TALENT SHOW: Each year the cultural showcase delivers a diverse and satisfying range of arts-based offerings. Inset: Williams.
TALLAWAH: Year after year, KOTE pulls off the massive feat of capturing the public imagination for an entire week with dozens of arts-based events at dozens of participating venues across the capital. How do you guys achieve that repeatedly – and with such finesse?
Enola Williams: We have a very strong team, and we have been fortunate to have great artists to collaborate with, and together we work very hard to make Kingston on the Edge the success that it is every year. Kingston gets a bad rap in the international spotlight so we wanted to use the arts to showcase a lot of the positive things that are happening here. There is definitely an energy and a buzz that surrounds KOTE each year, and the city gets a very cosmopolitan feel. And that’s very important to us.
TALLAWAH: This year you’re exploring the theme of “Transitions”.
E.W.: The main idea is showing the transference of technique from teacher to students. So, for example, this year we’ve invited Barrington Watson to participate in a session in which he will work with two of his students before an audience. There’s also the idea of transition in the field of music, so we’ll have an event at Skyline featuring the singer Kelissa and her dad – and just to explore what our younger generations are doing with the music. There’s also the life-to-death transition, so we’ll be doing a Peter Dean Rickards tribute through a documentary presentation. And lots more.
TALLAWAH: A lot of folks are of the view that the creative industries, the arts in general, continue to languish due to a lack of support from corporate Jamaica. Your thoughts.
E.W.: I think what’s important is that people who do believe in the creative industries supports things like Kingston on the Edge. This year we have Wata, Atlas Security, the Gleaner and others supporting us. And we ourselves are partnering with other entities to make the festival a reality. So it’s important that those who want to support do so because KOTE is about showcasing the arts in the culture capital of the Caribbean and expanding the accessibility of art to everyone.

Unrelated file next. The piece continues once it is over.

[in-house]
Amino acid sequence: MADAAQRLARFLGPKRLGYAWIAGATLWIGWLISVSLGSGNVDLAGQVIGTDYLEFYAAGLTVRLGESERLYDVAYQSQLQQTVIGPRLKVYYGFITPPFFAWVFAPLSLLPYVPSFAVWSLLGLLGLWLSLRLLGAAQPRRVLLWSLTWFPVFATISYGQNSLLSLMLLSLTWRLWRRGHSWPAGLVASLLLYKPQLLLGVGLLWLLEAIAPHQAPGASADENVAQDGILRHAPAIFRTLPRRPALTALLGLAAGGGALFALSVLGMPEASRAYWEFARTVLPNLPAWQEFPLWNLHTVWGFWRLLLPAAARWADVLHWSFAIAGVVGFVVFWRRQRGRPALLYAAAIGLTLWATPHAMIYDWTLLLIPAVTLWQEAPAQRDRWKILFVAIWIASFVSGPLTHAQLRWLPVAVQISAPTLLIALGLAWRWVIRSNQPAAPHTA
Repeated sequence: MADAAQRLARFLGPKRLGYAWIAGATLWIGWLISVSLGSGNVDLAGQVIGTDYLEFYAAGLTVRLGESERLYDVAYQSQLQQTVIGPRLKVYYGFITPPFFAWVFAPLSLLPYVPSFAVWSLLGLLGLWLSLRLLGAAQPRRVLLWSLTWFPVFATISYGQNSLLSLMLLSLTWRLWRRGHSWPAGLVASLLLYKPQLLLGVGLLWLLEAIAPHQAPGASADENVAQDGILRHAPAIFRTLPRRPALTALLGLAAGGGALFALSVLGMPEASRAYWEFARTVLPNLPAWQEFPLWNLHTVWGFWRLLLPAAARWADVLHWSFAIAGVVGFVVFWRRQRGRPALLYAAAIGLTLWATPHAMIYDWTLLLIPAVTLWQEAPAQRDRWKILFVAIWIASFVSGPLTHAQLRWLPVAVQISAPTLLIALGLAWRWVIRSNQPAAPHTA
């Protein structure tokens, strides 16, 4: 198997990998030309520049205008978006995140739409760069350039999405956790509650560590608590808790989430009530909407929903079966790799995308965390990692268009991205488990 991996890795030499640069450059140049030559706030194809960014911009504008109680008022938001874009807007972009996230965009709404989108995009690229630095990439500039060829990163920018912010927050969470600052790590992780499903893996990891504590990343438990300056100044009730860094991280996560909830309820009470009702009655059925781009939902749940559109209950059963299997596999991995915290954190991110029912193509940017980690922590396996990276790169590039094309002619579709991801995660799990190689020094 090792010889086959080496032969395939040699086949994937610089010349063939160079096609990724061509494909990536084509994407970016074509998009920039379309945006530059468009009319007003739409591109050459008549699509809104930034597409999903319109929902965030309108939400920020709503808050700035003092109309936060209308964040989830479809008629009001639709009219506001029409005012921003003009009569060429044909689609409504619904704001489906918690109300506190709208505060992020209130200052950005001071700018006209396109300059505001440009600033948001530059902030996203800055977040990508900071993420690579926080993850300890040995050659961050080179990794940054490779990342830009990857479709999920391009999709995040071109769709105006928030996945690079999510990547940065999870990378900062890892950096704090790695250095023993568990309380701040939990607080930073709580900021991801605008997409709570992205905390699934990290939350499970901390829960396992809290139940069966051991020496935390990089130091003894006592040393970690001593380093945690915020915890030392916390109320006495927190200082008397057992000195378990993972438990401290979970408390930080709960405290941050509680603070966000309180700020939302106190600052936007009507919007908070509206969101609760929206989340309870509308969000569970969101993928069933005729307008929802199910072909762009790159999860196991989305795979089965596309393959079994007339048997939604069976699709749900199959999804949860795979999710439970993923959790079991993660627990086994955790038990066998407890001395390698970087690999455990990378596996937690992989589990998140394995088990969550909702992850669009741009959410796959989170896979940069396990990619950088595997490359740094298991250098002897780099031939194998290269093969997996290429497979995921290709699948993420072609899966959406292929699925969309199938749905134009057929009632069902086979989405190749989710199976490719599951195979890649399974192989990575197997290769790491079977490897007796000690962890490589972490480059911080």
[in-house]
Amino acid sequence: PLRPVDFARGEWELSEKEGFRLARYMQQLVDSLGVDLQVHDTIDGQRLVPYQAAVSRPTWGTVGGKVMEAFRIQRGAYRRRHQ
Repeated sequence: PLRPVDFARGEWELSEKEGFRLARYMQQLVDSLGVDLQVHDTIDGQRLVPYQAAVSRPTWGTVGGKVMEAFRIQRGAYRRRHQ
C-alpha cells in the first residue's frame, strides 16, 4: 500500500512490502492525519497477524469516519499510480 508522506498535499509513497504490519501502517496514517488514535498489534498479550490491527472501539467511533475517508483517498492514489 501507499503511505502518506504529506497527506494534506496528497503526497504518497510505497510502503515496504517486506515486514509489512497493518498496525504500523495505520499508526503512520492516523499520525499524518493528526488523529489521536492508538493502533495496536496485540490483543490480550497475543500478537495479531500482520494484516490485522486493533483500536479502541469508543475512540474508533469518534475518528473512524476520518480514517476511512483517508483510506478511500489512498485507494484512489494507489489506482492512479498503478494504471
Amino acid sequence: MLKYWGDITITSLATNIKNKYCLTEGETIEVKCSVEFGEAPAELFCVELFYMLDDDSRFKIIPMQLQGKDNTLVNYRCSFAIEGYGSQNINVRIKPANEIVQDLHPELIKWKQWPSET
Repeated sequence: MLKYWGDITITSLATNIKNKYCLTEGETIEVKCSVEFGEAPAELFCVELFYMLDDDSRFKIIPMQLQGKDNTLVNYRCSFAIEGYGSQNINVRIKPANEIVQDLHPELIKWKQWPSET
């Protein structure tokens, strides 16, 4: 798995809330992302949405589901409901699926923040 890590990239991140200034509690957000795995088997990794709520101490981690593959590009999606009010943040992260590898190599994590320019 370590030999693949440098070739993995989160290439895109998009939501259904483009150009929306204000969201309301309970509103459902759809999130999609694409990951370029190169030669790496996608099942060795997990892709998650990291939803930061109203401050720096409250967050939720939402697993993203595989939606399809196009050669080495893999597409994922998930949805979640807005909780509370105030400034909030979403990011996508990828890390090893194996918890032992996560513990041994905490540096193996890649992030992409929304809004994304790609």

TALLAWAH: How do you feel about getting schools at the secondary level involved in Kingston on the Edge?
E.W.: Sure, we’re open to that. In the past we’ve collaborated with institutions like the Edna Manley College, and this year UTech has come on board. And we have done things at different schools across Kingston over the years. But we want to do more, get more schools involved, but we’re taking it one step at a time.
TALLAWAH: What will the Kingston on the Edge experience be like 10 years from now?
E.W.: We’re hoping that it will continue exploring art in all its different forms. We want people to be as creative as possible and to think more and more outside the box. I’d love to see KOTE become a festival that attracts people from around the world to come and see what our artists are doing and the more positive side of Kingston. We want to see more of our artists collaborating with other artists internationally, so we can continue to have that open dialogue.
> For more info on this year’s KOTE activities – and to see the complete schedule – visit kingstonontheedge.org.